In trying to understand the innermost workings of a serial killers mind, I spent endless hours on research and talking to senior police officers, SOCOs, prison officers and people who have had dealings with these people. Serial killers are not everyday people, but there are still plenty of bad guys out there who wouldn’t think twice about tearing you apart. I’m lucky I suppose, having worked six years in the British Law Courts as a Magistrate, I regularly came face to face with the real criminals – a priceless experience as a crime writer.

 

Shifting gears to the marketing side of your book release, what would you say has changed in terms of your book launch for The Wharf Butcher and now Satan’s Beckoning?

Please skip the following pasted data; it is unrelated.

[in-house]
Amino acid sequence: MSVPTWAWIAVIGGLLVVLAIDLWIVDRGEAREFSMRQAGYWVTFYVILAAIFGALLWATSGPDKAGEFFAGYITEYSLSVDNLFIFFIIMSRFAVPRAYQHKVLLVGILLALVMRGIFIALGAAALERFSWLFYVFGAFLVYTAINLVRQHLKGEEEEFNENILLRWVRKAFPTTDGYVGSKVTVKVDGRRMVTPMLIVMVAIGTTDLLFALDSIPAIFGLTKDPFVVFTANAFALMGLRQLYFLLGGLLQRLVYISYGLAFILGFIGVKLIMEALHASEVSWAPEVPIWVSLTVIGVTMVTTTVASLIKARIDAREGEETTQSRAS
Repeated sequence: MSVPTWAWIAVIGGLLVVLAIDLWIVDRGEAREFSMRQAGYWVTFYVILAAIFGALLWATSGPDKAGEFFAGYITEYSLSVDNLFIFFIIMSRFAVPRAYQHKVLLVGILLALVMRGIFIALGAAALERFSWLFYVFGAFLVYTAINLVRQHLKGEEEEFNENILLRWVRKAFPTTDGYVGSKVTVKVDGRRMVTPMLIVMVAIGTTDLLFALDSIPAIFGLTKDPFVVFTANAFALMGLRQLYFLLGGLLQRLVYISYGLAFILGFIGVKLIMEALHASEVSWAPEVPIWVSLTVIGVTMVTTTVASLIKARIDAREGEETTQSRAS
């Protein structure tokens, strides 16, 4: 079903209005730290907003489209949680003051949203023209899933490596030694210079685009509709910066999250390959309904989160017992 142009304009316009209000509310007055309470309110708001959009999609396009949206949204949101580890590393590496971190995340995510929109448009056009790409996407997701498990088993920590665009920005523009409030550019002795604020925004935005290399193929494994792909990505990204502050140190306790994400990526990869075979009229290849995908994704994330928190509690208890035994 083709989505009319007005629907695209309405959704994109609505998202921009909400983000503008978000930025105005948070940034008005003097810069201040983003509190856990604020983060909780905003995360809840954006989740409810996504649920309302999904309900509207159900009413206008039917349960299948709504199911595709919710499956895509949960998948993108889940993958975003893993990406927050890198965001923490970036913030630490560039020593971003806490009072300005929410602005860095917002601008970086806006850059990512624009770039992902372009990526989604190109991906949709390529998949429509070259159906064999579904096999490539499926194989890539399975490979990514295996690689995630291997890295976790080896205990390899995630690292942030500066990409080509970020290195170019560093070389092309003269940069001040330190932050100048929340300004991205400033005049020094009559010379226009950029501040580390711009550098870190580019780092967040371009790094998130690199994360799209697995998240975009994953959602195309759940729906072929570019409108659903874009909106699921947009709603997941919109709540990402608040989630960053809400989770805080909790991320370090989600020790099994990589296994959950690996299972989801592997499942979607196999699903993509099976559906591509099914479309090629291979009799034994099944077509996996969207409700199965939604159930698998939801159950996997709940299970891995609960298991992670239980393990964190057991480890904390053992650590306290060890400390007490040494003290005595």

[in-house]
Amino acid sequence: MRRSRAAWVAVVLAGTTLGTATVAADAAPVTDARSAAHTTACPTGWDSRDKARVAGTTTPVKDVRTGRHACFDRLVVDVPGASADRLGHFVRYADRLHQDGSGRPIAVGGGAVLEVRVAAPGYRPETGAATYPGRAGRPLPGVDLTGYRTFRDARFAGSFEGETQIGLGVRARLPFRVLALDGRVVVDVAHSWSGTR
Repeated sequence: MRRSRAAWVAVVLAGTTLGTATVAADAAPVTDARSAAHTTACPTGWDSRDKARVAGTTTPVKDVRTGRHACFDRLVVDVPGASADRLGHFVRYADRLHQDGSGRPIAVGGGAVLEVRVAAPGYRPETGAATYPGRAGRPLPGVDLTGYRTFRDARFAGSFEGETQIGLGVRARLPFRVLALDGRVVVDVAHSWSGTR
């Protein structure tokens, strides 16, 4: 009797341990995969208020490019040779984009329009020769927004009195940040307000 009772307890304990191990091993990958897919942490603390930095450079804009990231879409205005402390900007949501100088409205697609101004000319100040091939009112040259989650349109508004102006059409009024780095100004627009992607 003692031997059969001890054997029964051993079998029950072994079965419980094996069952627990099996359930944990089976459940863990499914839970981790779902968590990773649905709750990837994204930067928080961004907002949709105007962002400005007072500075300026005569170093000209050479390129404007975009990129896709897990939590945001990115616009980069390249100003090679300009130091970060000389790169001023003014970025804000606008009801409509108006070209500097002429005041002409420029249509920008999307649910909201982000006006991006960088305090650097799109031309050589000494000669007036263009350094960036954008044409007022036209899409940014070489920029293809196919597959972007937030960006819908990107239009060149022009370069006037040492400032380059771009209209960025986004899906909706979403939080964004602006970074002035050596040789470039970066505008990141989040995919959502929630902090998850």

Twelve months on from my first book launch, and I have built up a small following of readers. It has certainly made the difference, and through social media networking, I have seen that interest slowly grow.

 

What has the experience been like meeting readers and doing signings with book stores?

 

Book signing is an exciting opportunity to have face-to-face discussions with your readers. Not only that, you have the chance to inspire and connect with your readers. This, I feel, gives me a great opportunity to better understand my target audience in a much deeper way than any other market research or online communication.

 

In truth, I sell far more paperback books than anything else, so these events are very important to me. Besides, talking with potential readers leaves an impact unmatched by all other forms of marketing, making your audience more likely to read your book and support your cause.